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at least render that of the purse, or as if the saints cared little for the former, if only they could make sure of the latter. I see that Christianity is only another competitor among the crowd of candidates for station, power, and wealth, nestling in palaces, creeping up to thrones, and luxuriating in the good things of this life. I see its Ministers aspiring to Princes, intriguing at courts, controlling senates, enacting laws, and ruling with worldly authority vast nations of men. I see them assuming sacerdotal pre-eminence, claiming special divine prerogatives, professing to dispense heavenly grace, and erecting for themselves a sovereignty over the consciences of men. I see others not open to such a charge, but still allied to the party of the wealthy few rather than that of the poor and toiling many, flattering the great and excusing their crimes, discouraging the cause of popular progress, advocating the continuance of things as they are, rather than labouring to make them what they should be, following the fashion of the world, votaries of respectability rather than of truth, without large sympathies and a generous desire, at any personal sacrifice, to promote the welfare of mankind, and too often, more anxious to secure the fleece than to benefit the flock. I see Christians zealous for points of doctrine, but lamentably apathetic in advancing the physical, intellectual, and social interests of men. I see them torn into factions, wrangling with each other on subtle distinctions, while advocating liberty of opinion for themselves often practically denying it to others, and setting up their individual notions as tests of character, contending for creeds and formulas and ceremonies rather than emulating one another in justice, and mercy, and love. I see religion assumed as a mask, behind which villany may be the more securely perpetrated, so that when I learn that a man professes to be pious, I am specially on my guard, lest he cheat me in business, or betray my confidence, or malign my reputation. I see Christianity sanctioning unjust wars, and banners consecrated by its priests, uplifted in front of desolating armies, and beckoning on to butchery and pillage, a furious and licentious soldiery. I see the aborigines of distant climes ever driven farther and farther back into the forest and the desert, and advantage taken of the petty ebullitions of their sense of unmerited wrong, to exterminate whole tribes in the name of a righteous vengeance, thus ever extending the limits of an already overgrown christian' empire. I see that atrocious system which subjects one race of men to be the cattle of another race, and practically denies their claim to humanity, sanctioned and upheld by professors of the gospel, so that from the auction mart where they have for ever sundered the dearest ties, men will come to take part in a prayer meeting, and from flogging their slaves in the field, to preach to the saints in the church. I hear that slavery derives its strongest support from ecclesiastical confederations, and that the Eible is quoted in its defence. I see—but time would fail me in enumerating all the reasons which I have for looking suspiciously at Christianity, as not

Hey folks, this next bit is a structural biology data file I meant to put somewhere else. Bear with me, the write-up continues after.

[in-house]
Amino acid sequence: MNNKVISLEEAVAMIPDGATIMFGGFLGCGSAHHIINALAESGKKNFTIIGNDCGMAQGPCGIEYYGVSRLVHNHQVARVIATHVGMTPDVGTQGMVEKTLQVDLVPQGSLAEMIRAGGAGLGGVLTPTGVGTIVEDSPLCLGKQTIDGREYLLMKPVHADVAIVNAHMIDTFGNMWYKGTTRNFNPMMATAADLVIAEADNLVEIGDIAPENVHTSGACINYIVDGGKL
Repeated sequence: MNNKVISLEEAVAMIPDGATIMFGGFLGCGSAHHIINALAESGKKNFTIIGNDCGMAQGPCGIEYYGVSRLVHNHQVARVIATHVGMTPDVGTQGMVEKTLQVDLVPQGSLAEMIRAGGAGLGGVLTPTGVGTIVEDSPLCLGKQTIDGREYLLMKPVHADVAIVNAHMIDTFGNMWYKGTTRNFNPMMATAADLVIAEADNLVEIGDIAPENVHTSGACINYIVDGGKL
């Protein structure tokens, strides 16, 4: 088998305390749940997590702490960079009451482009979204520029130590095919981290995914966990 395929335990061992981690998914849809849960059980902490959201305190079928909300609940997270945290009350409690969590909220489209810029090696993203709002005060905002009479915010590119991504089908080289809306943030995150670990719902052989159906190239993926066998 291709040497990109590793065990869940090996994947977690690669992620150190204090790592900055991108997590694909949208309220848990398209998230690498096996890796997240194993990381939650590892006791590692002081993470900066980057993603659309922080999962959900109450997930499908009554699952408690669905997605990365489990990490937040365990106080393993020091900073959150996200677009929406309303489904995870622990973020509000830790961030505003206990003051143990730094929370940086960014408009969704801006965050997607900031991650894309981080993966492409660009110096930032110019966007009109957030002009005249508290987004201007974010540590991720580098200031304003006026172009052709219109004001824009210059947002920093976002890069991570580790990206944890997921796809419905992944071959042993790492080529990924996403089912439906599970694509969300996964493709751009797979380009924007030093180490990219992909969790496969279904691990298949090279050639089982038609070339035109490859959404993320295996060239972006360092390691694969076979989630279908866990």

the true friend of the many, the poor, and the oppressed.”
We may think such a charge as this, in many points exaggerated, and in others altogether untrue, but whatever our opinion of its validity, it is a fact that such a charge is made by multitudes, and felt by still more, who hesitate to give it expression. Such feelings as these are at the bottom of that indifference to religion which so lamentably prevails among the great masses of society, and it becomes Christians, instead of contemptuously closing their ears against such objections, to apply themselves vigorously to their refutation. What reply shall we make ?
Friend, we give you credit for sincerity, and can excuse your warmth. Anxious for the melioration of human woes you are indignant when that which professes to remove seems only to increase and perpetuate them. Far from us be any vindication of injustice and selfishness, by whomsoever practised. But is not your inference unsound when you reason from the character of some who profess Christianity to the nature of the system and charge on itself, all the errors of its votaries? No creed whatever, merely held in the intellect will affect the conduct of those whose hearts are under the sway of selfishness. Such men may profess Christianity or any other religion but their crimes are attributable to their own depravity, unless you can prove a clear connexion between the principles they hold as causes, and the deeds they do as effects. It is possible that christianity may be good though professed by bad men. Has anything ever existed truly valuable which has not been counterfeited? Where the coin of a realm is debased there is no danger of what is spurious ; but the more valuable it is, the more it will be worth men's while to imitate it. Thus many a rogue has assumed the garb of honesty, yet honesty is good for all that, and Christianity may be a divine and lovely thing though that very loveliness has made it answer men's purpose to hide their villanies behind a profession of it. We lament that there is too much truth in many of the